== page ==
User using the BJOY chin joystick

A hands-free mouse allows you to perform computer mouse functions without using your hands. There are various options for hands free control of your mouse on a computer screen such as reflective dot trackers, wearable sensors, speech recognition or even eye trackers.  One other possible group of devices are Lip and chin Joysticks. 

These products are designed specifically for users with physical disabilities. They are typically USB Plug and Play, which means they will work with any computer platform that supports USB mice, including Windows, Mac OS X, Linux, and Android. All can be customized using the built-in mouse settings in the operating system, while some will also include setup software for further customization.

To activate the mouse buttons. The IntegraMouse+, Jouse3, and QuadJoy incorporate a sip/puff switch into their joystick, so that a sip action clicks one mouse button, and a puff action clicks the other. Other options are switches, the BJOY Chin has two circular switch pads, one on either side of the joystick, which can be pressed using the chin or cheek. And the TetraMouse has a second joystick that is devoted to button actions, right next to the joystick for cursor control. Low cost options are the Tobias’ mouse and the Flipmouse.  This are open source hardware and software projects with documented instruction on how to build and 3D Print.  The user moves the cursor by using a mouthpiece. The right mouse button is operated by pushing the mouthpiece towards the case. The left mouse button is emulated by a sensor that recognizes if the user sucks air through it.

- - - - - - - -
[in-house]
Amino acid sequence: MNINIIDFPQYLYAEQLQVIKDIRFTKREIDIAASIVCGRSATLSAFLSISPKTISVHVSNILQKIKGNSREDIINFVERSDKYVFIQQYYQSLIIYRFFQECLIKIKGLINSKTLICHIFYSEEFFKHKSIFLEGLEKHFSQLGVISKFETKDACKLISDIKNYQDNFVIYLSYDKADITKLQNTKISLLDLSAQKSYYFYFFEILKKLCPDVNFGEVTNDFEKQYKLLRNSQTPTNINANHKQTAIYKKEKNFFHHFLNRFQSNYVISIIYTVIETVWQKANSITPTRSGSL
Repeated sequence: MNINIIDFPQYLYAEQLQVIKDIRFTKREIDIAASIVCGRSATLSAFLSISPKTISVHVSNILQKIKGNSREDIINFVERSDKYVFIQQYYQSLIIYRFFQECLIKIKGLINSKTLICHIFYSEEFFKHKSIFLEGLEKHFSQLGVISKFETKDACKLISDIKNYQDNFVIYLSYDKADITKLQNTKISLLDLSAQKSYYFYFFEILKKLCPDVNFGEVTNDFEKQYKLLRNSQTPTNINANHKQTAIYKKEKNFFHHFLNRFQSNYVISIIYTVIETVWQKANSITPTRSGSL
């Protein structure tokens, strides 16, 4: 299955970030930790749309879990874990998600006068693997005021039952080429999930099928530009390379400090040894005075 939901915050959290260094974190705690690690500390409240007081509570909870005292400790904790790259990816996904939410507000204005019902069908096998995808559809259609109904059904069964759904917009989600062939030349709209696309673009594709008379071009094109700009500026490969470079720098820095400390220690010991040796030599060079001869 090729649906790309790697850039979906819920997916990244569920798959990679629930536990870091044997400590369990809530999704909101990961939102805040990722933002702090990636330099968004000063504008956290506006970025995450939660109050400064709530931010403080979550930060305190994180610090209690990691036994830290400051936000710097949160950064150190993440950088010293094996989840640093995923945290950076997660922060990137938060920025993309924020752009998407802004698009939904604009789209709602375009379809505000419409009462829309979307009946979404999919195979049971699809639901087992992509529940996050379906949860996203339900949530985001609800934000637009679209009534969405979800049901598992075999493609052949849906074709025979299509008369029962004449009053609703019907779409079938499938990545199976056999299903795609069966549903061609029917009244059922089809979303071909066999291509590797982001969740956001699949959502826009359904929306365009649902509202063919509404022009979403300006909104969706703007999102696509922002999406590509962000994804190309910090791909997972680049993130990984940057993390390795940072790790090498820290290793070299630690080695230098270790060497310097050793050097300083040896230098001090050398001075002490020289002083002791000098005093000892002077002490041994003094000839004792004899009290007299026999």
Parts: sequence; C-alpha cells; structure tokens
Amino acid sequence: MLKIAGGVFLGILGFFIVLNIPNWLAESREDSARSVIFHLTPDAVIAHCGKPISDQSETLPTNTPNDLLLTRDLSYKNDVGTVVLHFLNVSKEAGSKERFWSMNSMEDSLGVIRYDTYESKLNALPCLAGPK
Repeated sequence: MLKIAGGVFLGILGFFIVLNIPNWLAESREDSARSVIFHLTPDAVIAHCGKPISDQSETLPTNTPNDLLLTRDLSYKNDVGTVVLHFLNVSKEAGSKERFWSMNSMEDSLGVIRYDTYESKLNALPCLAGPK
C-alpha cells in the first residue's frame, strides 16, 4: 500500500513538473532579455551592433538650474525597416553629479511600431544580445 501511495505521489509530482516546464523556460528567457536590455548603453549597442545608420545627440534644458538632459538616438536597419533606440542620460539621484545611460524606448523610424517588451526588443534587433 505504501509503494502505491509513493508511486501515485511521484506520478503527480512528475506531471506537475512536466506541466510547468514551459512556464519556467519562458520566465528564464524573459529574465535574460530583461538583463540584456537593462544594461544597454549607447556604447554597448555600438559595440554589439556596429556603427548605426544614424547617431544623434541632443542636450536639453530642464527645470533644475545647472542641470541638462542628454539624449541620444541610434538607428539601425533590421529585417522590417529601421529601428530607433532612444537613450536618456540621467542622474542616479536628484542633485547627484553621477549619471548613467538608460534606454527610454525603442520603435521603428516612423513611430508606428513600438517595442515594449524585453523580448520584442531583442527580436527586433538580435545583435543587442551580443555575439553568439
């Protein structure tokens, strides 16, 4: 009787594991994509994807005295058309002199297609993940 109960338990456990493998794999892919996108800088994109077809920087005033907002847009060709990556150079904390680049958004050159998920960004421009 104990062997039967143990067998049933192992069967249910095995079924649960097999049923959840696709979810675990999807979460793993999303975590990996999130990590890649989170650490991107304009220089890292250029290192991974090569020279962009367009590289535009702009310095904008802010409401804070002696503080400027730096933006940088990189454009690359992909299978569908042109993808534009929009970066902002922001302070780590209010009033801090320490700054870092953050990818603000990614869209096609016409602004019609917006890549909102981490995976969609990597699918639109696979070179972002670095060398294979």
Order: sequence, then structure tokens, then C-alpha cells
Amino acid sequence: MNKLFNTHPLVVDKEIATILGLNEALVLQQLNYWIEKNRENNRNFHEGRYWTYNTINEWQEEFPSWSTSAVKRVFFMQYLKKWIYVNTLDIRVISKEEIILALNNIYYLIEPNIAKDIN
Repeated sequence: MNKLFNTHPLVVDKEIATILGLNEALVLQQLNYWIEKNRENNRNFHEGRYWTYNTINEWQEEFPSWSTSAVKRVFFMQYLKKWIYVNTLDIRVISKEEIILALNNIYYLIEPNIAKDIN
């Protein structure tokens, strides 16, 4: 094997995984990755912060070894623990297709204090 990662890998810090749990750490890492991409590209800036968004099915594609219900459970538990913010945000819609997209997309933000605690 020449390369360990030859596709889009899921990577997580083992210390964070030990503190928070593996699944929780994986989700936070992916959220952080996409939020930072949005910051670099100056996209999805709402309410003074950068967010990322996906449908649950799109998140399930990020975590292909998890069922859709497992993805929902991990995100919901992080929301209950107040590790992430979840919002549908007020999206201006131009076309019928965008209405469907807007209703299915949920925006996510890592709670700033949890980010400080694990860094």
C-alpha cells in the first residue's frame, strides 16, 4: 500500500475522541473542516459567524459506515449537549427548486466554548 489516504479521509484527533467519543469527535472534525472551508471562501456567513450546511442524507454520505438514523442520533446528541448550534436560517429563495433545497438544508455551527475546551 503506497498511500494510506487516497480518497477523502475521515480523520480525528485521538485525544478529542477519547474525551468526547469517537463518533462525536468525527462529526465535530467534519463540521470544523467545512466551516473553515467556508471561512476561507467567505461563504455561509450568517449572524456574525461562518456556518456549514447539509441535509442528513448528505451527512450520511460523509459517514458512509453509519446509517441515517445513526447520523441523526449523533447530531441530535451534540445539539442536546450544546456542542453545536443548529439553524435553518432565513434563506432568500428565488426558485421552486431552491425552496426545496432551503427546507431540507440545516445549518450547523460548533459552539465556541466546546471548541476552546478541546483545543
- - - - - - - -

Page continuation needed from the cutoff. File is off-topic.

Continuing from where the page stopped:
Some Lip and chin Joysticks options to consider are

IntegraMouse+  €2000

Person using a IntegraMouse for mouse control

Jouse3 $1,495

Person using a Jouce3 for mouse control

QuadJoy 3 $1,398.60

Person using a QuadJoy 3 for mouse control

BJOY Chin €445

TetraMouse XA2 $449

TetraMouse XA2 for mouse control

Tobias’ mouse  <€50 for parts

Tobias’ mouse low cost opensource mouse

FLipMouse €179

FLipMouse low cost opensource mouse

Video

  • The good:  These hand free options can potentially have precise control and are not effected by lighting or sound.

The not so good: do require a line-of-sight to the computer, and commercial options are expensive.